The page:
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September incapacity test change shamblesCreated on Friday, 14 July 2006 02:00
Category: Latest news
14 July 2006
Hurried attempts to 'transform' the Personal Capability Assessment, the test of incapacity for work, by September are a shambles 'beyond satire' according to insiders.
No firm proposals have yet been developed by the specially appointed groups and many of those involved know little about incapacity benefit in general and the LiMA computer system in particular. The changes are needed to allow the PCA to be used with the government's proposed replacement for incapacity benefit, the Employment and Support Allowance.
Meanwhile, a senior source at the DWP described the new Secretary of State for Work and Pensions, Jim Murphy, as being 'shocked' at what he saw on his first visit to a Medical Centre where claimants are assessed for incapacity benefit.
Two Technical Working Groups were set up in April of this year by the government to 'transform' the Personal Capability Assessment, with the DWP's timetable being that the final proposals should be made by September and passed into law in the spring of 2007. This would allow the transformed, and possibly harder to pass, test to be firmly bedded in prior to the introduction of the Employment and Support Allowance in 2008. The Technical Working Groups include representatives of various Royal Colleges (see list at the end of this article) but few people with detailed knowledge of the benefits system.
However, disability organisations immediately complained that they were not represented on the Technical Working Groups. Rather than allow them onto the technical groups, the government hastily set up a Mental health Consultative Group to include representatives of some of the major mental health charities. Even this was mismanaged, however, with no representatives of organisations for people with learning disabilities or with autistic spectrum disorders being included - they had to be drafted in later after their omission was pointed out to the DWP. Given that ministers have said that the new PCA will be subject to an evaluation which "will look at the impact of the revised PCA on people with mental illness, learning disabilities and autistic spectrum disorders" this was a very basic omission.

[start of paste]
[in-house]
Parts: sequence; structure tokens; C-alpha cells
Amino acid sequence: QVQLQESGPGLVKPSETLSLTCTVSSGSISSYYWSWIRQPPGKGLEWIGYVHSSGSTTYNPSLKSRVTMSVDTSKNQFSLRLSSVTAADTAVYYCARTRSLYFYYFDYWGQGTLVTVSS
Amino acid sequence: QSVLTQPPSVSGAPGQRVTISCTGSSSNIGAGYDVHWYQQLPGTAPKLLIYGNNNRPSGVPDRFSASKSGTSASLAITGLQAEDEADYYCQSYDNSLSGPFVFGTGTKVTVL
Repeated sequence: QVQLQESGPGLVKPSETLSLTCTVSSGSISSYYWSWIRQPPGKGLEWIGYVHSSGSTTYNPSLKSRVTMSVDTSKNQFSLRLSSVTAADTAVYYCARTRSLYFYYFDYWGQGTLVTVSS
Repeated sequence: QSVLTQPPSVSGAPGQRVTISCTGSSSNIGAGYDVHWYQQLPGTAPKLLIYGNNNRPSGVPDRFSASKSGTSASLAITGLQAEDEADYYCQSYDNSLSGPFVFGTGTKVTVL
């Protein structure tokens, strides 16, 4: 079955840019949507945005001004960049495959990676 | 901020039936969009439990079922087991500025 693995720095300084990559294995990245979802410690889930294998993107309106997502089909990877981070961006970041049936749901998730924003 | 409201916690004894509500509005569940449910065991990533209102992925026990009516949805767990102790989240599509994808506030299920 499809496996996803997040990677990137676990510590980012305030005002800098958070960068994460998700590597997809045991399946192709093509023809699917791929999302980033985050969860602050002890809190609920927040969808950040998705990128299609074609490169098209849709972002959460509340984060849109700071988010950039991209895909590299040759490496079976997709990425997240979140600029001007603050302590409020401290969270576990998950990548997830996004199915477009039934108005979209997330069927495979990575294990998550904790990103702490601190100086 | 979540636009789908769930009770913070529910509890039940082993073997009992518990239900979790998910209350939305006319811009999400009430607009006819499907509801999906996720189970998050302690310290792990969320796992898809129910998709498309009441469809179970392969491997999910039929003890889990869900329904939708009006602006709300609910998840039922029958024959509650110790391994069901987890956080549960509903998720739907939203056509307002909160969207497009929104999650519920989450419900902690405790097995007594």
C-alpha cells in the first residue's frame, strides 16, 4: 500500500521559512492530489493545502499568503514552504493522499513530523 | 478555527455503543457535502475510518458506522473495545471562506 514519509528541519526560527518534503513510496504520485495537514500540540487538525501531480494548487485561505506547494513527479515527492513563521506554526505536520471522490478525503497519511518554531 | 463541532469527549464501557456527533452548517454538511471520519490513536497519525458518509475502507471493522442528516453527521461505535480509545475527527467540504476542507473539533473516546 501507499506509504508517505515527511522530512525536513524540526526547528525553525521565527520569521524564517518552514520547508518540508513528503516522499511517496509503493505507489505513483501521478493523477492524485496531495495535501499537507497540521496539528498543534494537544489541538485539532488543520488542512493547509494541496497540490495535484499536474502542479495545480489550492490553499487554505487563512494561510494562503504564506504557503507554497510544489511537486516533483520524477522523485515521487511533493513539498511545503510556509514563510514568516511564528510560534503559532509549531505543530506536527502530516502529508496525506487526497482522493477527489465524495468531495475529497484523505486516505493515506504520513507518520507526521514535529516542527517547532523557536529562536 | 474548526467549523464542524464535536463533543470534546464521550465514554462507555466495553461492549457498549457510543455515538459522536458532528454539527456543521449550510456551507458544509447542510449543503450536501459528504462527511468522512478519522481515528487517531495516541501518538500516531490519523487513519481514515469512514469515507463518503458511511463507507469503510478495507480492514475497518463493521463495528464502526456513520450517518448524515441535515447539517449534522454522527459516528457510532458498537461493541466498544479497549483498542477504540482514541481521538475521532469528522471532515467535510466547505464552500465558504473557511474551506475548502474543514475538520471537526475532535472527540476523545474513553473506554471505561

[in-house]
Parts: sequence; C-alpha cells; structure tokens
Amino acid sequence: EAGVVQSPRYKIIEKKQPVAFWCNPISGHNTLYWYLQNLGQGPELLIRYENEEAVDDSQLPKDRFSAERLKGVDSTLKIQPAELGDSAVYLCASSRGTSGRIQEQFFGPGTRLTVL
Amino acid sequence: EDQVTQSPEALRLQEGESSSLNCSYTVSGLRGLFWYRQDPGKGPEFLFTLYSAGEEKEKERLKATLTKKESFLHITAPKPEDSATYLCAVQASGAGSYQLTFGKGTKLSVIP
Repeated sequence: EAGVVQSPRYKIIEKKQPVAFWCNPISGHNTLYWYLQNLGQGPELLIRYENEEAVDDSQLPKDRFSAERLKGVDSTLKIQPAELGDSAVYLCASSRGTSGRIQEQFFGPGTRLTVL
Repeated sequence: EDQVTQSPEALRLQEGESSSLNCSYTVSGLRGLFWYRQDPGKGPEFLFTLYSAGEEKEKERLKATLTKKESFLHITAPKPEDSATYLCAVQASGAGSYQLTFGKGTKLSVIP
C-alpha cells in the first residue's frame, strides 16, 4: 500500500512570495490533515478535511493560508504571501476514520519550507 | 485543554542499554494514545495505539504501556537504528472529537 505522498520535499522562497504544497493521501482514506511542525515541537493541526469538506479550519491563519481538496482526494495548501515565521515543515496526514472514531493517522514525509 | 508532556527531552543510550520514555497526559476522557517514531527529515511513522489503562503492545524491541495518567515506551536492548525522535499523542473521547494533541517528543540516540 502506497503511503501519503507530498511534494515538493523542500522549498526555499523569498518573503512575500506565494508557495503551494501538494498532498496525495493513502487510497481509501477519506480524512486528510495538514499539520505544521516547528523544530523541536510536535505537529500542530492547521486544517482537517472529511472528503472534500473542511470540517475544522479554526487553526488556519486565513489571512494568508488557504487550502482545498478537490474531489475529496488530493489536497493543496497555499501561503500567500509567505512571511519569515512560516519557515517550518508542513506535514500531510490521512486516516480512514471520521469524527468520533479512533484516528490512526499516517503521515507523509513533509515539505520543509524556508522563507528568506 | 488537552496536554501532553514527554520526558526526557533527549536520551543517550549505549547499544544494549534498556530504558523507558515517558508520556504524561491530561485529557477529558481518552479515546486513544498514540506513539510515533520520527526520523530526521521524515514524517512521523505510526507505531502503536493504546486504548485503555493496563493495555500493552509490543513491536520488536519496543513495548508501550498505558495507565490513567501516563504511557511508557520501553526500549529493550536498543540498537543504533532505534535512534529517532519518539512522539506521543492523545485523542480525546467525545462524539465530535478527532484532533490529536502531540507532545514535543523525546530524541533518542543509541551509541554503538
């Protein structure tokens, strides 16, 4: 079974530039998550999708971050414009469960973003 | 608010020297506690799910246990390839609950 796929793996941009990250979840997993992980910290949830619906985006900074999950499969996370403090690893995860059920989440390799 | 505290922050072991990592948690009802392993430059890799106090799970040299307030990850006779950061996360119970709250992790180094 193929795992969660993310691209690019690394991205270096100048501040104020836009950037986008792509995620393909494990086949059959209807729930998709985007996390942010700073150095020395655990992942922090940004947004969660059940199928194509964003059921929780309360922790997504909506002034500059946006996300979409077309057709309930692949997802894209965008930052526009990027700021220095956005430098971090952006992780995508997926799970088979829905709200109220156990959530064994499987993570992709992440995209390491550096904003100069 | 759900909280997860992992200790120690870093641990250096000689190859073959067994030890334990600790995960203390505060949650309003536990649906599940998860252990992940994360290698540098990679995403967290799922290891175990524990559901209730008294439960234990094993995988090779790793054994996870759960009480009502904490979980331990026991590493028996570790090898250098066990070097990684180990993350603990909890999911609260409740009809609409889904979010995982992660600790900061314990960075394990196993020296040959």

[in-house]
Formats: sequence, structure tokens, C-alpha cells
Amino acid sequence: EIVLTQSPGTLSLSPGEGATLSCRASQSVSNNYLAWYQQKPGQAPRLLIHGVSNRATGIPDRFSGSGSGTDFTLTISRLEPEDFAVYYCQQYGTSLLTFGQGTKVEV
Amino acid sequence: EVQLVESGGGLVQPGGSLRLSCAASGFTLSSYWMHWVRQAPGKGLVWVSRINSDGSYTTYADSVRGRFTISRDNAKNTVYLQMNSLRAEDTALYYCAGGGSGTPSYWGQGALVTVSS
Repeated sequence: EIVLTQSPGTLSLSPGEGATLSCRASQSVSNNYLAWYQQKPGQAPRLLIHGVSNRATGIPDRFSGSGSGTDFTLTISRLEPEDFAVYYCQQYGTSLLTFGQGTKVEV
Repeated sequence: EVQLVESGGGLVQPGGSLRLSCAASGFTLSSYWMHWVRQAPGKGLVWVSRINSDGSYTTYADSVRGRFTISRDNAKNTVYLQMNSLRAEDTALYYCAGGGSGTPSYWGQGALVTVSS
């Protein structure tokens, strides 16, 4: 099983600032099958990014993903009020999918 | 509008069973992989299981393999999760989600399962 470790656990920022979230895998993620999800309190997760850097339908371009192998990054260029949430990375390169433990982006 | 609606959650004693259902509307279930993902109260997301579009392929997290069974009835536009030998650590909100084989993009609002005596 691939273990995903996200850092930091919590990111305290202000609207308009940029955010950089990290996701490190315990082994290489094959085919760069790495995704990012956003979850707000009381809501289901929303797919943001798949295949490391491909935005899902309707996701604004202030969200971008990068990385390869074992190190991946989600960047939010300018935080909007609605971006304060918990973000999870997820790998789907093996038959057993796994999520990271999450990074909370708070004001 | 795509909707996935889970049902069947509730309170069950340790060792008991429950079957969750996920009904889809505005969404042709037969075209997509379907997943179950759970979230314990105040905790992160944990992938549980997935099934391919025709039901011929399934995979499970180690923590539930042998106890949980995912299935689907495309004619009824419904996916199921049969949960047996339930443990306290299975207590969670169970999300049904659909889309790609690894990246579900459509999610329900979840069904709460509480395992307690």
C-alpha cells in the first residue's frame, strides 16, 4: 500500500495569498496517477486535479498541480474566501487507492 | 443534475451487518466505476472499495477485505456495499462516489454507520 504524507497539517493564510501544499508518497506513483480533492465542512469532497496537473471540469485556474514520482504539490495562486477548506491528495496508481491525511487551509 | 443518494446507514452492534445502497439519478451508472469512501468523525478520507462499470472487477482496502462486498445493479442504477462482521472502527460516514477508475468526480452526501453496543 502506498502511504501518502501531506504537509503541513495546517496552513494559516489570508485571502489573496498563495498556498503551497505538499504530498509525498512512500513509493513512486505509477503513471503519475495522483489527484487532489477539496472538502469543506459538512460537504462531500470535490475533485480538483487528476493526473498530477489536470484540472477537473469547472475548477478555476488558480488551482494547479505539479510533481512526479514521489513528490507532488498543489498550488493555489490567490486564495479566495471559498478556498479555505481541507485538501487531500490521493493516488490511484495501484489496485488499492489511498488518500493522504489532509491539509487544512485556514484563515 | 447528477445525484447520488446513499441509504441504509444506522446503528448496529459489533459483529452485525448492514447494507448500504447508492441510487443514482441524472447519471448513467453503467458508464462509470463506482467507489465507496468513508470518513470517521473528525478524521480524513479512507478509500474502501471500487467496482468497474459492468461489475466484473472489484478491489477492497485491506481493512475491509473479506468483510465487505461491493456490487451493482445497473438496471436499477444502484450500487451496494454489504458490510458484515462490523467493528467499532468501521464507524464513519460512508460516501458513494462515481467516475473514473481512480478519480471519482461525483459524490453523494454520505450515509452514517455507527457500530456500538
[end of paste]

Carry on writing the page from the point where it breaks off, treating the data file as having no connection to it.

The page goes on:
As well as a Mental health Consultative group, an Overarching Consultative Group was set up to look at both physical and mental health descriptors, with representatives of disability charities and organisations such as Disability Alliance and the Citizens Advice Bureau sitting on it.
The role of the consultative groups is unclear, but they are unquestionably subordinate to the technical groups. Attendance at meetings is voluntary and those on the consultative groups probably have little time to devote to it on top of all their other responsibilities. In addition, many have expert knowledge of disability issues but little specialist benefits knowledge. What most expected was that they would be provided with copies of a fully developed proposal for a revised test which they could then comment on from the particular perspective of their disability group.
Astonishingly, however, neither the DWP nor the Technical Working Groups appear to have any firm ideas about how the test should be changed and the entire process is currently going nowhere. According to one insider:
"It is beyond satire the arrangements. So far nobody has produced any proposals that are thought through. There do not appear to be any DWP people working on the review behind the scenes, so there is no proposal or options or provision of research papers, no follow up. We have been given constantly changing briefs."
As a result of the lack of preparation the meetings, which began in April and happen only once a month, are almost entirely unproductive:
"People tend to shout out ideas and these are not discussed but we move on to new ideas."
Just as alarmingly, the majority of representatives on the groups and committees have little, if any, understanding of Lima, the software used by Medical Services to carry out assessments. A presentation explaining how Lima works has been arranged for the end of July, not much more than a month before the proposals for a transformed PCA are supposed to be finalised. The new Secretary of State for Work and Pensions, Jim Murphy, on the other hand, has already had his introduction to Lima during a visit to a Medical Examination Centre. He was, according to a senior source at the DWP, 'shocked' by what he witnessed.
It seems then, that the government's welfare reform plans are every bit as ill thought out as many commentators had suspected. There is no master plan for changing the PCA or for selecting who will receive the Support Component of the Employment and Support Allowance. There are just headline grabbing pronouncements with, as yet, virtually nothing of substance behind them. But if a half-baked new test is introduced it will be, as always, claimants who will pay the price for government's incompetence.